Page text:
“[Robbins] had to be convinced to OK it as a rare bird site and he did,” Pentecost recalls. “He was honored in this issue of Audubon Magazine [November/December 2014] as one of the three real leaders in compiling bird data, both Christmas Counts and the breeding bird surveys that are done in the summer months. It was kind of neat to see him.”
Pentecost draws his own interest in birding from his childhood growing up on a farm more than 40 years ago. It all began with waterfowl, which probably lends itself well to his participation in the Ephraim Count Circle with its large coverage of water.
“We had one field that would always be flooded so the waterfowl would come in there. I didn’t know one from the other hardly, if it was a Mallard or a Canada Goose. I was lost,” Pentecost said. “So in college as a biology major, I really took an interest in birds and it’s been with me now for 40 years.”
The ecologist mixes up his approach to the yearly count, doing some by drive, some by foot, and some in the comfort of his home observing feeding periods at his backyard feeders.
When on foot, Pentecost gears himself up with a pair of binoculars, a clipboard with paper for notes, a checklist, and a spotting scope. He guesses the average counter spends up to five hours outside for the Christmas Bird Count and does a majority of the count before afternoon.
While many people focus on the types of birds they will see while out in the serene landscape of Door County, Pentecost draws on his educational background by focusing on the decline in the number of common birds and figuring out what those trends mean.
“That’s where nationwide, the Christmas Bird Count has shown some trends,” he explained.
One such trend has been the decline in the number of Evening Grosbeaks spotted in Door County since the turn of the century. There are several theories on the decline of Evening Grosbeaks, Pentecost said, with one popular theory being the spraying of spruce budworms, which the large finches typically feed on.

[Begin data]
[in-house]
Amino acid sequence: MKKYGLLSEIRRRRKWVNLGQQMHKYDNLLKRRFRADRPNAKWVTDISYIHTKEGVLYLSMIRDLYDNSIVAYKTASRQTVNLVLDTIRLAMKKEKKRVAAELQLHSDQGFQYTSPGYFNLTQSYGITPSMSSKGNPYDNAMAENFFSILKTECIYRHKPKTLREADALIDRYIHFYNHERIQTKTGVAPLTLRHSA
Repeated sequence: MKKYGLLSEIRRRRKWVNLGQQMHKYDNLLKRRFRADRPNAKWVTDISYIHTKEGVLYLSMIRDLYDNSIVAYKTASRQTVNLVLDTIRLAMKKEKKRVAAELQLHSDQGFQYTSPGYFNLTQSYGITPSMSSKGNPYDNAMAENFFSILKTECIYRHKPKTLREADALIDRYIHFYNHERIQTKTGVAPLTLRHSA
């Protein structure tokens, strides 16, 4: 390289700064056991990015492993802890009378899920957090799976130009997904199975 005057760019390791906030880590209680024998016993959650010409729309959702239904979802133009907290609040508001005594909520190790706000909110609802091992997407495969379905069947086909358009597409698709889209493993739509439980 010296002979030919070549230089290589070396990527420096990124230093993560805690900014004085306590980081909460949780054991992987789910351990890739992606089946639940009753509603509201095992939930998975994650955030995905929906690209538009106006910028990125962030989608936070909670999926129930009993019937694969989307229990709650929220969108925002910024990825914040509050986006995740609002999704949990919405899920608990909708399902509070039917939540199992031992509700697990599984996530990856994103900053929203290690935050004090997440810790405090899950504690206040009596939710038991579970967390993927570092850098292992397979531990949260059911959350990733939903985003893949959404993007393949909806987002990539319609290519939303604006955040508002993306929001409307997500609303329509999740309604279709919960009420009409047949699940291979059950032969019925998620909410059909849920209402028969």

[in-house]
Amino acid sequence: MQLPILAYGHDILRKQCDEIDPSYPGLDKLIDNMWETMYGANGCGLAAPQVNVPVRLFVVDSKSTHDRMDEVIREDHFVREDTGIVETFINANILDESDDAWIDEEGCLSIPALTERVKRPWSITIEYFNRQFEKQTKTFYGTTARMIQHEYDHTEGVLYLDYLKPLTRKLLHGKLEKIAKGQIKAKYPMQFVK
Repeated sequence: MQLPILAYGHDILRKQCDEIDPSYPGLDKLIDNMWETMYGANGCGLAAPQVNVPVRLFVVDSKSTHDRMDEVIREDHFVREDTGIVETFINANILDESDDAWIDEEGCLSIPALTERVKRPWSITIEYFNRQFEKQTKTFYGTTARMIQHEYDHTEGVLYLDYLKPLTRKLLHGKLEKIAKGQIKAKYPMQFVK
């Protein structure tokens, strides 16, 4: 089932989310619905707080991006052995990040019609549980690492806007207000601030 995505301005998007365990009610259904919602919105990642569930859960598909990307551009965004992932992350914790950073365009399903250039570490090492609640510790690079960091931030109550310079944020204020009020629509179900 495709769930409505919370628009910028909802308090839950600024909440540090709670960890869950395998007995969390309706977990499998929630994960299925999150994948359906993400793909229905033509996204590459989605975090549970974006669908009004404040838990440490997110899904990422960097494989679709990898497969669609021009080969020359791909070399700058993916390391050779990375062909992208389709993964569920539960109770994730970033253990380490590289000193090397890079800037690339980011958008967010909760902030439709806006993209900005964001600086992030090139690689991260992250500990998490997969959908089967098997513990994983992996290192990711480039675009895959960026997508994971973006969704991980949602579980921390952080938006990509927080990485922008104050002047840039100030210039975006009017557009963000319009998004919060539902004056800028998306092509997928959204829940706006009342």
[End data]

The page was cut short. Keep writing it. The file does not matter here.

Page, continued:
Not surprisingly, weather conditions also have a lot to do with not only the species seen but the number of participants as well. Last year was a year of low participation for the Ephraim Count Circle, with just 22 individuals heading outdoors in the rain, snow and wind to do their counts.
But when the weather cooperates and the Ephraim Count Circle boasts many participants, the results are often encouraging – during the past few years, bird counters have reported seeing a handful of Bald Eagles each year and an increasing number of Canada Geese.
In a typical year, between 45 and 50 species are seen during the one-day Christmas Bird Count in the Ephraim Count Circle. Last year 38 were spotted, with the most popular being the American Crow, American Goldfinch, Black-capped Chickadee, Mourning Dove and Dark-eyed Junco.
The Christmas Bird Count is open to anyone interested but Pentecost recommends first-timers link up with experienced birders for a more enjoyable experience. On top of that, a little knowledge on identification and habitat can go a long way.
“Do a little homework before you go out,” Pentecost advises. “Get a good field guide and familiarize yourself with bird habitats … talk to someone who has done this before so you’re not shocked when you go out.”
Before you know it, you could be counting yourself among the ranks of longtime birders in Door County whose passion lends itself to the conservation of what Drew calls “fascinating, beautiful creatures.”
“I just think that once you get into birding, even if you start out with backyard birding, it’s really addicting,” Drew said.